Thus, it seemed quite logical to promote the group as "Captain Beefheart and His Magic Band", around the concept that Captain Beefheart had 'magic powers' and, upon drinking a 'Pepsi', could summon up "His Magic Band" to appear and perform behind him. The strands of this logic emanating from Vliet's Beefheart persona having been 'written in' as a character in a 'teenage operetta' that Zappa had formulated, along with Van Vliet's renowned 'Pepsi-moods' with his mother Willie Sue and his generally spoilt teenage demeanor.
In late 1965, after numerous car-club dances, juke joint gigs, appearances at the Avalon Ballroom and winning the Teenage Fair 'Battle of the Bands', the group finally bagged a contract for recording two singles with the newly-created A&M Records label with Leonard Grant as their manager. It was at this time that musical relationships had also been struck with members of Rising Sons who would later feature in the band's recordings. The A&M deal also brought some contention between members of the band, torn between a career as an experimental 'pop' group and that of a purist blues band. Working with young producer David Gates also opened up horizons for Vliet's skills as a poet-cum-lyricist, with his "Who Do You Think You're Fooling" on the flipside of the band's first single, a cover of the Ellas McDaniel/Willie Dixon-penned hit, "Diddy Wah Diddy". Fate and circumstance, not for the first time, would befall the band's success upon its release - which coincided with a singles cover of the same song by The Remains. The initial line-up of the Magic Band that entered the studio for the A&M recordings was not that which emerged by the second release, "Moonchild", also backed by a Vliet-penned number, "Frying Pan". A 12" vinyl 45rpm mono EP was later released in 1987, with the four tracks of the two singles, plus "Here I Am, I Always Am" as a fifth previously unreleased song. This release was titled The Legendary A&M Sessions, with a red-marbled cover and (later) members Moon, Blakely, Vliet, Snouffer and Handley seated in a 'temperance dance band' photo-pose.
The original Magic Band was primarily a rhythm and blues band, led by local Lancaster guitarist Alexis Snouffer, along with Doug Moon (guitar), Jerry Handley (bass), and Vic Mortenson (drums), the last being rotated with and finally replaced by Paul Blakely, known as 'P.G. Blakely'. For the first A&M recording Mortenson had been called up for active service and Snouffer stood in on drums, with a recently recruited Richard Hepner taking up the guitar role. By the time the single was aired on a pop television show P.G. Blakely was back in the drum seat. He then left for a career in television and was replaced by John French by the time the band cut their first album, as the first release on the new Buddah Records label.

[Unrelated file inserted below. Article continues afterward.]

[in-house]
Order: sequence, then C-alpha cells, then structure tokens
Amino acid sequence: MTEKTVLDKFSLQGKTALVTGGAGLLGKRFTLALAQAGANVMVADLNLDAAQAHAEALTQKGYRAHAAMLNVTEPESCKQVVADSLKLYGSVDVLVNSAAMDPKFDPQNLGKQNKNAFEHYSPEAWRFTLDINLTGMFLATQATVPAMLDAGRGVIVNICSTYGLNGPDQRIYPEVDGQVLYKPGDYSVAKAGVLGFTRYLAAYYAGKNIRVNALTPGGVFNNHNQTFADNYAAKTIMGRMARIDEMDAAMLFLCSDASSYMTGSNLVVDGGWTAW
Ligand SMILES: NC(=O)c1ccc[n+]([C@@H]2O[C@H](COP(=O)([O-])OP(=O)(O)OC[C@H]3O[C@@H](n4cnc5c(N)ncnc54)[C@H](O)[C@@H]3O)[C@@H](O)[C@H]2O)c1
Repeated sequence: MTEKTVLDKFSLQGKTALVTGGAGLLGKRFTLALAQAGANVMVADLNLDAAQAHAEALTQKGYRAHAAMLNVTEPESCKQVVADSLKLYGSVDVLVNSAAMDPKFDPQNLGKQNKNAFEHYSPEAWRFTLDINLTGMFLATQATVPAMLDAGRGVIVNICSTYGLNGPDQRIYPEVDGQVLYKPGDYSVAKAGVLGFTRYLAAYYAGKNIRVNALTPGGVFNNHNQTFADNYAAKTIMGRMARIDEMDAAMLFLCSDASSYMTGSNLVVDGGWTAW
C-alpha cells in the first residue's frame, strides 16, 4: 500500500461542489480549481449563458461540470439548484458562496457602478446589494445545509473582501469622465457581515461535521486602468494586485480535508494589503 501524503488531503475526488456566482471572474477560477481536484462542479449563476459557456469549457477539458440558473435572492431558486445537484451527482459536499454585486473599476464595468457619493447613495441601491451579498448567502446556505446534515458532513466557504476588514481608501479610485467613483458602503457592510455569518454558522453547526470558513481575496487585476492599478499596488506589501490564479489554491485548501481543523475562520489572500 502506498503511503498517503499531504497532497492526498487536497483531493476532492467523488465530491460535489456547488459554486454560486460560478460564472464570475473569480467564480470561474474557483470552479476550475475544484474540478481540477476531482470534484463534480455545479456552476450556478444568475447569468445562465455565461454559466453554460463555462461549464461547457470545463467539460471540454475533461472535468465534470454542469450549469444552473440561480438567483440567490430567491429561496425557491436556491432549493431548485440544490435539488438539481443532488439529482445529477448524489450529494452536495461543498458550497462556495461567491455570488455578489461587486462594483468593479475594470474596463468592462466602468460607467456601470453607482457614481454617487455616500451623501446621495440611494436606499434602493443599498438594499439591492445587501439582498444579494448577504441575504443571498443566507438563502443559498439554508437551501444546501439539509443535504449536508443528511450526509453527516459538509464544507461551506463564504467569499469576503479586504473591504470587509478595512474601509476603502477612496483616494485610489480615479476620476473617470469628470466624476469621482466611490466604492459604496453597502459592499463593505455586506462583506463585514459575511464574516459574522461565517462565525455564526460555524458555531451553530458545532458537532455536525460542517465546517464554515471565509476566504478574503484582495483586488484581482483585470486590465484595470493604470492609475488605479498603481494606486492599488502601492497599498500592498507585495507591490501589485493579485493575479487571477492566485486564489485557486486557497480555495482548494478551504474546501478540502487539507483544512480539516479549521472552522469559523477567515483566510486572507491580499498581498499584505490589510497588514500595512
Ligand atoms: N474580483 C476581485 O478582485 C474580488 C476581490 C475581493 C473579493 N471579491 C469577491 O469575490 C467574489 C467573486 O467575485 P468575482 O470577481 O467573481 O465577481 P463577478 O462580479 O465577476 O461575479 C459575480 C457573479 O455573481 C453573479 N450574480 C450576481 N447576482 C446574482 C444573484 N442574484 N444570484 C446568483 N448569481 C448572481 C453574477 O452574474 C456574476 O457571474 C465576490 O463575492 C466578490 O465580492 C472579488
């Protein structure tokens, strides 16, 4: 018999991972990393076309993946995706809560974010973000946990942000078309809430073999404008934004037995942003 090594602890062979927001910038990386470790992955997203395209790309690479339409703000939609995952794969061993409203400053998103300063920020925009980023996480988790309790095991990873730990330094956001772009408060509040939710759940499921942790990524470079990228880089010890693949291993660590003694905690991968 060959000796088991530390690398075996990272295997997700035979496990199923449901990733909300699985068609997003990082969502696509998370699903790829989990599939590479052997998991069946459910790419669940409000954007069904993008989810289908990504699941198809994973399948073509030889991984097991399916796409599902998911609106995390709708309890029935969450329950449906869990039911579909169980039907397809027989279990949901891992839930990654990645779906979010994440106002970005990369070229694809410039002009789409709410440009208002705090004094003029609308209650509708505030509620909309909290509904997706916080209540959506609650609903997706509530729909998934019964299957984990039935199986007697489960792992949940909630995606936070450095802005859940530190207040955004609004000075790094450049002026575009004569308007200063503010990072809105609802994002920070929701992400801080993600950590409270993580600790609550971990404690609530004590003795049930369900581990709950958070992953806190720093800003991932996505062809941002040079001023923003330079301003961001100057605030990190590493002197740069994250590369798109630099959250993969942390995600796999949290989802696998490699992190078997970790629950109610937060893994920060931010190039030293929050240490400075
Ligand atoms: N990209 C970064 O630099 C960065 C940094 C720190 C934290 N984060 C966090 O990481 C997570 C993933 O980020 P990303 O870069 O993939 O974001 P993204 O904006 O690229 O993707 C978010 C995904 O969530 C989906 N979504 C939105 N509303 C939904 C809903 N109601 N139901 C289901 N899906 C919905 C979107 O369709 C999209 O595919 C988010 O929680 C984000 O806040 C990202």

Personnel in the Magic Band for Beefheart's first album, Safe as Milk, were Alex St. Clair, Jerry Handley and John French. Earlier meetings with the Rising Sons had also secured them the guitar and arranging skills of Ry Cooder, which also brought about input from Taj Mahal on percussion and guitar work from Cooder's brother-in-law Russ Titelman. Further guests to this line-up included Milt Holland on percussion and the all-important and controversial theremin work on Electricity by Dr Samuel Hoffman. It was perhaps this track, above the others, which caused A&M to view the band as 'unsuitable' for their label with what was seen as weird and too psychedelic for popular consumption. Thus, this album was recorded for Buddah, with the band signed to Kama Sutra, which left them close to penniless after extricating themselves from A&M. A large proportion of the tracks on this album were co-written with Van Vliet by Herb Bermann, whom Vliet initially met up with at a bar gig near Lancaster. Part-time Hollywood television actor and budding scriptwriter Bermann and his then wife Cathleen spent some time in Vliet's company prior to this release. Bermann would later write for Neil Young and script an early Spielberg-directed television medical drama. Gary 'Magic' Marker (the "Magic" added by Beefheart) was involved in early session work for this release, and his involvement with Rising Sons was also instrumental in acquiring the skills of Cooder, upon an unfulfilled suggestion that Marker might produce the album. Marker would later lay down two uncredited bass tracks for Trout Mask Replica before being replaced by Mark Boston.